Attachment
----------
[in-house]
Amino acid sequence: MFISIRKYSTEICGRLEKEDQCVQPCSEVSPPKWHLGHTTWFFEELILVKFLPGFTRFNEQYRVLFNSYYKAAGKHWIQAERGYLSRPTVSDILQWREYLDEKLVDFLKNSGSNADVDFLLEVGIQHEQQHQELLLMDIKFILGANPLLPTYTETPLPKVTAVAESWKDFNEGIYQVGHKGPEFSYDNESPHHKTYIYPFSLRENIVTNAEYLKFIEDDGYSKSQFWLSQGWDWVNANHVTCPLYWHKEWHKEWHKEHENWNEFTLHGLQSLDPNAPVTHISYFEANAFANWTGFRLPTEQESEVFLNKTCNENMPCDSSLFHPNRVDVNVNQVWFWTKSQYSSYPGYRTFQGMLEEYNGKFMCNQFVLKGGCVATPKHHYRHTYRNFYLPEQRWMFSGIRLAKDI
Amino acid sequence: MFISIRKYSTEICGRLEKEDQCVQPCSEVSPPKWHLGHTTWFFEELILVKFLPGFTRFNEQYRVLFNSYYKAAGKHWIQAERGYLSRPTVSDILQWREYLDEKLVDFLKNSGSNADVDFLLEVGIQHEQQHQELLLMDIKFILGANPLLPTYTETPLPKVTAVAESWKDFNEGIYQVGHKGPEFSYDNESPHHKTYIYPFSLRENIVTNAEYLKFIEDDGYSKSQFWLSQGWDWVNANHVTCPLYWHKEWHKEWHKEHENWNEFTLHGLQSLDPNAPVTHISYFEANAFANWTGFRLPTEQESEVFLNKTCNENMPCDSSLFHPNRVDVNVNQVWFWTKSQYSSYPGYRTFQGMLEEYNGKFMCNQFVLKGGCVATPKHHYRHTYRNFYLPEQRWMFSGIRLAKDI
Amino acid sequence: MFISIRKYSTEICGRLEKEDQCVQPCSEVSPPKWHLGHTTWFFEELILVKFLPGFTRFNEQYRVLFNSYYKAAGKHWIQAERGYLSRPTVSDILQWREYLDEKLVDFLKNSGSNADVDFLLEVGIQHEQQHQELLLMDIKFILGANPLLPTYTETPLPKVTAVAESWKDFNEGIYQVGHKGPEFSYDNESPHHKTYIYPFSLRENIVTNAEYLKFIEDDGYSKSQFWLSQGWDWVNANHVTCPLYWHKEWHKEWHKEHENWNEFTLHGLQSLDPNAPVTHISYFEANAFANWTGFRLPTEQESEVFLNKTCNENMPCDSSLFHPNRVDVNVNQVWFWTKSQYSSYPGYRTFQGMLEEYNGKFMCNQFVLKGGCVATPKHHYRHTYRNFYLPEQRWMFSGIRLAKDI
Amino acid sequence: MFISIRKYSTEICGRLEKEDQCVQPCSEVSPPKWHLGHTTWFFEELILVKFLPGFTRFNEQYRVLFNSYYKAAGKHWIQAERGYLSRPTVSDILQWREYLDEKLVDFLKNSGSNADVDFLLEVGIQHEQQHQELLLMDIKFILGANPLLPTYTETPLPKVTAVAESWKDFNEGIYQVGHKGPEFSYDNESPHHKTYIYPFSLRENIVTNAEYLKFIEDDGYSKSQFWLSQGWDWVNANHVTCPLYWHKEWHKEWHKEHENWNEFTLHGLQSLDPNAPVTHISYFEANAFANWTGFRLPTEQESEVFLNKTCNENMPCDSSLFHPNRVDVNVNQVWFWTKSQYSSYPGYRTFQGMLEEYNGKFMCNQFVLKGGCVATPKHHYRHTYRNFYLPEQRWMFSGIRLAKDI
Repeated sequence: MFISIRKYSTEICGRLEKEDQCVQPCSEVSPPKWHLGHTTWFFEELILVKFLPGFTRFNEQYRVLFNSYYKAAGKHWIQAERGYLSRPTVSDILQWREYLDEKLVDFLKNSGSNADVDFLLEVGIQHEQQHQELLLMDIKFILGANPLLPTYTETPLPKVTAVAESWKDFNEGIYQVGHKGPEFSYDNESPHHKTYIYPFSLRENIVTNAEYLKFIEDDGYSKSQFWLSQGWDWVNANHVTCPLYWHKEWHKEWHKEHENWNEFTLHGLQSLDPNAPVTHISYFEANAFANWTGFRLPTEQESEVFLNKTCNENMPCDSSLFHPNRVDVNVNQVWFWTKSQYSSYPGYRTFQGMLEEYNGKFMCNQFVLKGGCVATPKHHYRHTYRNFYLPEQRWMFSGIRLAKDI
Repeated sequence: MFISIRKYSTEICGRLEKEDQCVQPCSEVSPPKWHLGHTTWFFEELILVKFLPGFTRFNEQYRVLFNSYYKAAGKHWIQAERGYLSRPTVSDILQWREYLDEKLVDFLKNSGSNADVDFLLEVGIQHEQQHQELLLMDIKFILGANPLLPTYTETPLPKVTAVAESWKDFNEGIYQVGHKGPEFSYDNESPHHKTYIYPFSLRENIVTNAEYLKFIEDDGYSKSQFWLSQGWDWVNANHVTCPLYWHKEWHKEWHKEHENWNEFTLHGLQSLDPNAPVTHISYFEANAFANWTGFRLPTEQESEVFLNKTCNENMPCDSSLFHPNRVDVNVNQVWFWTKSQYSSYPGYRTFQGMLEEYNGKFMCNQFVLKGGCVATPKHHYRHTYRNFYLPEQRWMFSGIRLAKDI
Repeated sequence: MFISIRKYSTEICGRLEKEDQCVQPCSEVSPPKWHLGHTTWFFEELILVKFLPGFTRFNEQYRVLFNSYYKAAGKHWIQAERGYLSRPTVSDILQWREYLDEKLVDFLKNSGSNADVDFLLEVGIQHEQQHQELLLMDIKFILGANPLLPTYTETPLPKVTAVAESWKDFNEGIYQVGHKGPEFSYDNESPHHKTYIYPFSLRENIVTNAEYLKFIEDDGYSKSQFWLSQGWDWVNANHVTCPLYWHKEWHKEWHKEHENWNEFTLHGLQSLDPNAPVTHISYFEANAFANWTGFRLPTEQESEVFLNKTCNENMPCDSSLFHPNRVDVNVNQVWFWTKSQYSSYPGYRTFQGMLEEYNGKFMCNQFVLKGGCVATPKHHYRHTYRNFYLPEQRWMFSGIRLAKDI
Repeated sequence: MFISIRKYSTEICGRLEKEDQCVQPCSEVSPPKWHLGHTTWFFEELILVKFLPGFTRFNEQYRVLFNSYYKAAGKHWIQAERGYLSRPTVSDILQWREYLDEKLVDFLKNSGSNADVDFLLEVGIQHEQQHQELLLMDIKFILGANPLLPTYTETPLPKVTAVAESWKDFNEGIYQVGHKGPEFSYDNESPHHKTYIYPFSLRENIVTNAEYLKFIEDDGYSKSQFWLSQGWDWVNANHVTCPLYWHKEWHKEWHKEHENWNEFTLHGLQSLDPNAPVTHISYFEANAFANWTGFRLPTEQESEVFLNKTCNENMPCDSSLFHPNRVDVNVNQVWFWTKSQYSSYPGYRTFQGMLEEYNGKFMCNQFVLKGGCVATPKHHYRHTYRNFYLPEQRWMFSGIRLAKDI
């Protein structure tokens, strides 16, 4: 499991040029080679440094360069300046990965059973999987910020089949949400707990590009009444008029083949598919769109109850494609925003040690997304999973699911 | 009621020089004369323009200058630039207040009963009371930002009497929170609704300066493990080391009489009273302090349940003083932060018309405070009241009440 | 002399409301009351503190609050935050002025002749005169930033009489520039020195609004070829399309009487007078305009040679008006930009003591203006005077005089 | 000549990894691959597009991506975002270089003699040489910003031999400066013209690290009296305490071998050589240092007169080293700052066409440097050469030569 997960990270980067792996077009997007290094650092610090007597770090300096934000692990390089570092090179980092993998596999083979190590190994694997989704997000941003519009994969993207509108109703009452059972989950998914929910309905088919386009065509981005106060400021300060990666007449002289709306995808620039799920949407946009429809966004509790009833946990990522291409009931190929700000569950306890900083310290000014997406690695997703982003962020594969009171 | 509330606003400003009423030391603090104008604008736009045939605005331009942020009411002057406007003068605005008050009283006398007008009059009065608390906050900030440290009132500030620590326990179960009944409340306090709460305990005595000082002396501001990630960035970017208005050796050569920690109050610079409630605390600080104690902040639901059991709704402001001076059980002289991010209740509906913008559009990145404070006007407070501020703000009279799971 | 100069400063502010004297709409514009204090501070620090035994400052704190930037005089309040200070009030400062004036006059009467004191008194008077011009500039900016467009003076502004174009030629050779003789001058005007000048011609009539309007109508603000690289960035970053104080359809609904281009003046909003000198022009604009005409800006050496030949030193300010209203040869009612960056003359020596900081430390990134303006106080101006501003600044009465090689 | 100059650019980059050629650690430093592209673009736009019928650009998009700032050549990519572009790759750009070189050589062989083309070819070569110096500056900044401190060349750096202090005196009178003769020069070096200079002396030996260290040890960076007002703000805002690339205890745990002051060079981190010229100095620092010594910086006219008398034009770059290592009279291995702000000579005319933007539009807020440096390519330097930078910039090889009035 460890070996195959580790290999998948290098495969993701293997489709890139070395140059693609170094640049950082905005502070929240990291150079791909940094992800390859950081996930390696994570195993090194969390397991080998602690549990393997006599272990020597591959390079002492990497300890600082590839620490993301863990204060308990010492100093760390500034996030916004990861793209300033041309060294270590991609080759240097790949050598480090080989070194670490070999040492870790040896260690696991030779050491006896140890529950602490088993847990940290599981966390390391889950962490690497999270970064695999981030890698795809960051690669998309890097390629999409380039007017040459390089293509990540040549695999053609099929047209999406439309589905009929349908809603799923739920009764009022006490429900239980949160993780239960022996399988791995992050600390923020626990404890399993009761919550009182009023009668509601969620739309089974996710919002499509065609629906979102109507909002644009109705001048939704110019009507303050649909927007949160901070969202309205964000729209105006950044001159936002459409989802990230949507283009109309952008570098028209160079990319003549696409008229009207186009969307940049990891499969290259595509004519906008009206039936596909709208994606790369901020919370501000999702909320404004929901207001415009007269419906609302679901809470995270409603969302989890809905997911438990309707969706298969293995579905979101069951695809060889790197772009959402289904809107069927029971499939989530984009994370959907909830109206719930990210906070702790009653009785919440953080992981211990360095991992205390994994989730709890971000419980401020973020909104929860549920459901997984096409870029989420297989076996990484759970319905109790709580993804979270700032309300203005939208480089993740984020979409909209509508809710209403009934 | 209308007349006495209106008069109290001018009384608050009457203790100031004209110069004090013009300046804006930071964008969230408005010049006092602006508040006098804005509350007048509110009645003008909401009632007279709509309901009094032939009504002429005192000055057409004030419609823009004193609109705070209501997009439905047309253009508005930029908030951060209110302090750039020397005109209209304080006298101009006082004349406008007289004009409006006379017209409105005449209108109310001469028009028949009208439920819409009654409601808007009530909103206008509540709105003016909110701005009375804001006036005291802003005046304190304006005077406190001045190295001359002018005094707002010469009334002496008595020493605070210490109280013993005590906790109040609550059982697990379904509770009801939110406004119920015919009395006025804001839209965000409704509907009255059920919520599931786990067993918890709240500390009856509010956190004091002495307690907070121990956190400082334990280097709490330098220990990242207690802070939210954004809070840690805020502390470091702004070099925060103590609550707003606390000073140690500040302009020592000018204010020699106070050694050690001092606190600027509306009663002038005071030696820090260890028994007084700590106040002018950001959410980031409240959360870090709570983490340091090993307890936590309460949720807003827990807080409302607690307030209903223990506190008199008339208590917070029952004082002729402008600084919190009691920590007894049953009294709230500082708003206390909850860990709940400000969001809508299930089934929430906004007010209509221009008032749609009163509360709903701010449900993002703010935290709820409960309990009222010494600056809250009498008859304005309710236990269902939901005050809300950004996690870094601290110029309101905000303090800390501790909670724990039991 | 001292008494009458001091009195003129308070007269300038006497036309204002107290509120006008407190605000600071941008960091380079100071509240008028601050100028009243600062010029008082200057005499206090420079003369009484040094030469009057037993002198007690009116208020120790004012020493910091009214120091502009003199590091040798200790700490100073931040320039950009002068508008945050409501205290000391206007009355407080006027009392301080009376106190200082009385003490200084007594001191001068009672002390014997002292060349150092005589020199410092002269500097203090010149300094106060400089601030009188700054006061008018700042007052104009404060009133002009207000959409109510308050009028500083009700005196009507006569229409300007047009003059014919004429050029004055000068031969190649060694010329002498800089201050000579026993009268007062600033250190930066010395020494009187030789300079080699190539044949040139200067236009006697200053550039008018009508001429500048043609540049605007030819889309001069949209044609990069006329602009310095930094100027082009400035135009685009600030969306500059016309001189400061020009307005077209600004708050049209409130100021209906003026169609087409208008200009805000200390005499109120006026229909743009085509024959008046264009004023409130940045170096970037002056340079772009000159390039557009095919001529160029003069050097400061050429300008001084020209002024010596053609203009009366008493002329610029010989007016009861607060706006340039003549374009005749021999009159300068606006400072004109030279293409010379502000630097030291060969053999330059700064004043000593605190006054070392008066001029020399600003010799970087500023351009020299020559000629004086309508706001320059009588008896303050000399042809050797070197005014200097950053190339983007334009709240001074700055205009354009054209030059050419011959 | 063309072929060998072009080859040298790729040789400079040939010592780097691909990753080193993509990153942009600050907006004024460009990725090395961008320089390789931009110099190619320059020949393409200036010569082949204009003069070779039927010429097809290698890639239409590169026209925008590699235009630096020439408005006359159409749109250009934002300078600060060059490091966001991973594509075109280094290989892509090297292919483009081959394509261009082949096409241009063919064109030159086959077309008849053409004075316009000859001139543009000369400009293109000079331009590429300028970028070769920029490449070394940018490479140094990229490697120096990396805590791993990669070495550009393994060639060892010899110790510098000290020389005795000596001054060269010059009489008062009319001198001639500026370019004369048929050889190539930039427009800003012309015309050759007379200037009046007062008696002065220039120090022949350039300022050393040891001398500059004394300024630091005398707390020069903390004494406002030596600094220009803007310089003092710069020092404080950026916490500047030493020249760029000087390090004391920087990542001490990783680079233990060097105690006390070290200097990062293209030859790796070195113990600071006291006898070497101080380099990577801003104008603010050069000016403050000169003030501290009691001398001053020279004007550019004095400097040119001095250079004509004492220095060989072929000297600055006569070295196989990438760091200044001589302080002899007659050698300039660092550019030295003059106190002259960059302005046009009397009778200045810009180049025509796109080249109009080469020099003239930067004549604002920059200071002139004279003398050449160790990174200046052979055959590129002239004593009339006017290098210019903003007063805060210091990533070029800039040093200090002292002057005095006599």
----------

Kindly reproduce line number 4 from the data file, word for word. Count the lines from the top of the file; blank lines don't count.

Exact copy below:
Amino acid sequence: MFISIRKYSTEICGRLEKEDQCVQPCSEVSPPKWHLGHTTWFFEELILVKFLPGFTRFNEQYRVLFNSYYKAAGKHWIQAERGYLSRPTVSDILQWREYLDEKLVDFLKNSGSNADVDFLLEVGIQHEQQHQELLLMDIKFILGANPLLPTYTETPLPKVTAVAESWKDFNEGIYQVGHKGPEFSYDNESPHHKTYIYPFSLRENIVTNAEYLKFIEDDGYSKSQFWLSQGWDWVNANHVTCPLYWHKEWHKEWHKEHENWNEFTLHGLQSLDPNAPVTHISYFEANAFANWTGFRLPTEQESEVFLNKTCNENMPCDSSLFHPNRVDVNVNQVWFWTKSQYSSYPGYRTFQGMLEEYNGKFMCNQFVLKGGCVATPKHHYRHTYRNFYLPEQRWMFSGIRLAKDI